Tuesday, October 31, 2006

A Halloween Poem from Goethe

Last Halloween I expressed my views on why Halloween is good, clean fun and not Satanic. Instead of repeating myself this year, I'd like to share a scary poem that scared me half to death as a kid:

The Erl-King by Johann Wolfgang von Goethe.

I read that in elementary school, sometime between 2nd grade (age 7) and 5th grade (age 10) in a textbook and was haunted by it for many years. He's not just the Erl (elf) King, he's the Boogeyman! Who would put such a scary poem in an elementary schoolbook? (Someone who hates children, I'm sure.) Think about how horrifying it is from a kid's point of view: only the kid can see the Erl-King/Boogeyman and he kills the kid at the end! What a ghost story!

I hope you enjoy this scary little poem.

Have fun, safe, and happy Halloween!

Wednesday, October 25, 2006

Lake Wobegon Days

Last night I saw Garrison Keillor's one-man show, Lake Wobegon Days, at the Whiting Auditorium in Flint. It was a wonderful show and I laughed until I cried. We had great seats: Row C in the orchestra section -- we were so close we could almost touch the stage but didn't break our necks like the people in the first two rows.

Keillor was dressed as I've often seen him (when his radio show is broadcast on TV): dark suit, white shirt, red tie, and red tennis shoes. Like this picture, except you can't see his shoes. :)

Keillor told several stories about the fictional Lake Wobegon and its Minnesotan Lutheran inhabitants. He started out with a story about baseball (in honor of the Tigers in the World Series), then told a story about his funny aunt who lived life to its fullest in her last years, and ended with a hysterically funny story that tied all these things together, along with other elements (including Bruno the fishing dog, 24 Lutheran ministers on a sinking pontoon boat, and a naked parasailing guy). I was especially impressed with the last story because it was so complex and funny and, despite those elements I'd heard before, fresh and entertaining. I love the way he can tell such a complex story without losing track of all the components and he always ties them together in the end, even things the audience has forgotten about.

All together the show lasted for an hour and fifteen minutes and he got a standing ovation. He came out, bowed, and asked everyone to remain standing so we could do something we seldom get to do: sing our National Anthem. Around July 4th this year he wrote an article saying anyone could sing the National Anthem if it was in the key of G. He was right! What a nice way to end the evening.

If you've never heard
his radio show, visit A Prairie Home Companion's Official Web Site and scroll to bottom for the Complete Show Archive link. I'm disappointed that he doesn't do a free podcast of the weekly News from Lake Wobegon, but at least the archived shows on the web site are free (and you get the whole show).

Special thanks to SK for selling me her extra ticket to this fabulous show. You made my week!

Wednesday, October 18, 2006

Jesse the Hero

Today on CNN: Dog saves owner from fire, dies trying to rescue cat. I was touched by the sad story of this brave dog and feel very sorry for owner who survived but lost both pets. Extra hugs for my kitties today!

Tuesday, October 17, 2006

Like Father, Like Daughter

In the news today: Bindi Irwin gets own wildlife show. I admire the Irwins for going on with the show under such sad circumstances.

On a related note from a Sept. 27, 2006 interview: Widow: 'Croc Hunter' thought he'd die young. She thought he'd fall out of a tree, he thought it would be a car wreck. (I -- and probably the rest of the world -- figured it would be a crocodile or a great big snake.) Neither of them dreamed it would be a Stingray. It still really bothers me that he died from something so stupidly rare and not usually fatal. How tragic.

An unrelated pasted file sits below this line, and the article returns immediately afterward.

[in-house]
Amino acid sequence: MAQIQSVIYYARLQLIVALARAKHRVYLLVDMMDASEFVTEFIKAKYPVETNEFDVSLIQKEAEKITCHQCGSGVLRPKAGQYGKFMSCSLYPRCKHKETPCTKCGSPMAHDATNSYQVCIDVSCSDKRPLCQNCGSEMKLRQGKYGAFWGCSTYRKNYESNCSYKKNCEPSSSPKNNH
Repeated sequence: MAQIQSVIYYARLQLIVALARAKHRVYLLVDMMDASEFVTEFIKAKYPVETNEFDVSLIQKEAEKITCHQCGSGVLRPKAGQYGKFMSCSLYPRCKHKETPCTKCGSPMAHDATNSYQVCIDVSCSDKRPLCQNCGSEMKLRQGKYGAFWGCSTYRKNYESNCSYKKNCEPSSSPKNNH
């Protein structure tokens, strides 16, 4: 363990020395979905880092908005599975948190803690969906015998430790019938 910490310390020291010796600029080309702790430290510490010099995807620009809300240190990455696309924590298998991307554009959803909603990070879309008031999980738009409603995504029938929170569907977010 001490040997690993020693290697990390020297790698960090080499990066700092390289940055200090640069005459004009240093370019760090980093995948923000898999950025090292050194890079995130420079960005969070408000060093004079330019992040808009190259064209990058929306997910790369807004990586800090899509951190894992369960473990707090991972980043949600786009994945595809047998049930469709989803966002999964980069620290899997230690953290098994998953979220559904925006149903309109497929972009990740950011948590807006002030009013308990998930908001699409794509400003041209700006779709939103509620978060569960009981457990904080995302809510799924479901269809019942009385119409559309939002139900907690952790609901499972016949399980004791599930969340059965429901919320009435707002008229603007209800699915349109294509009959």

UPDATE: Oct. 19. A Florida man survived stingray stab in the chest because he didn't try to pull it out. I can only imagine how awful this must make Steve Irwin's family feel. You can't help but wonder "what if...?".

Saturday, October 14, 2006

Teaching Kids to Fight Back

Yesterday on CNN.com: Students taught to fight armed classroom invaders.

What the hell took so long?

I can't help but wonder if Columbine and other school massacres could have been avoided if students had fought back. Since 9/11/01 I've wondered if I would have been as brave as the passengers on Flight 93 who fought back. One thing I do know: if you are going to die anyway, you might as well try. At the very least you go down fighting, but if you are successful you can stop a tragedy in its tracks.

Friday, October 13, 2006

Pumpkin Festival in the Snow

This weekend is Davison's Pumpkin Festival. I think it will be the first time we had snow at Pumpkin Fest! I doubt it will make a difference. Like the Festival of Flags, Homecoming, and the Santa Claus parade, attendance is always good despite the weather. Visit the City of Davison web site for a complete list of activities. (It's a nice web site! Much more info than the Chamber of Commerce.)

Now that we have a nice walking trail in the park, I'm surprised the Pumpkin Fest does not include a haunted trail walk. Maybe that's because all the other activities are downtown. I wouldn't be surprised if the Pumpkin Fest expanded some day and included activities all over town (like the Festival of Flags).

Thursday, October 12, 2006

October Snow

We have it all today in mid-Michigan: near peak fall color, a freeze warning (for those of us looking forward to the end of ragweed), and snow. Yes, snow. It's unusual to get snow this early in this part of the state but in the upper Great Lakes they were getting a winter storm with 6-10 inches of snow, so our bit of snow is mild by comparison.

I tried to get a picture this moring but it didn't work. How can the snow not show up in a photo when the air is full of it? And it was full of snow -- we had white-out conditions several times today.

It's weird weather but I welcome winter. I caught myself humming "It's Beginning to Look a Lot Like Christmas" and smiling at the beautiful snow. It's so much better than dreary rain!

Monday, October 09, 2006


How much e-junk do you get? I have pretty good spam filters for my home and work e-mail accounts, so I'm not referring to ads for Viagra and the like. Today, after nearly missing an e-mail from my niece in a sea of junk, I unsubscribed from twelve (yes, twelve!) e-newsletters, sale bulletins, etc.

I knew I got a lot of crap but I didn't realize how much until I started unsubscribing. What's really scary is that although I unsubscribed from twelve e-newsletter and sale annoucements, I did keep about ten that I acutally want to receive (Land's End, Yankee Candle, etc.). I kept the ones that are sent only occassionally.

It will be interesting to see how much less junk I get now!

Friday, October 06, 2006

The Landmark

This is the newly-dedicated sulpture that celebrates our campus' 50th anniversary. Here's what it means, according to the official blurb:

"An outdoor sculpture commissioned by the Ruth Mott Foundation and the UM-Flint Alumni Society, and created through a partnership of local artists and community members, is part of the University's 50th anniversary celebration. The sculpture is designed to look like a large fingerprint from a distance-representing something unique to each person, regardless of race, creed, age or gender. Closer examination reveals that the work comprises cast porcelain pieces depicting the faces, quotes and signatures of historical and contemporary social reformers and civic icons. (Photo by Mel Serow, U-M-Flint)" More photos.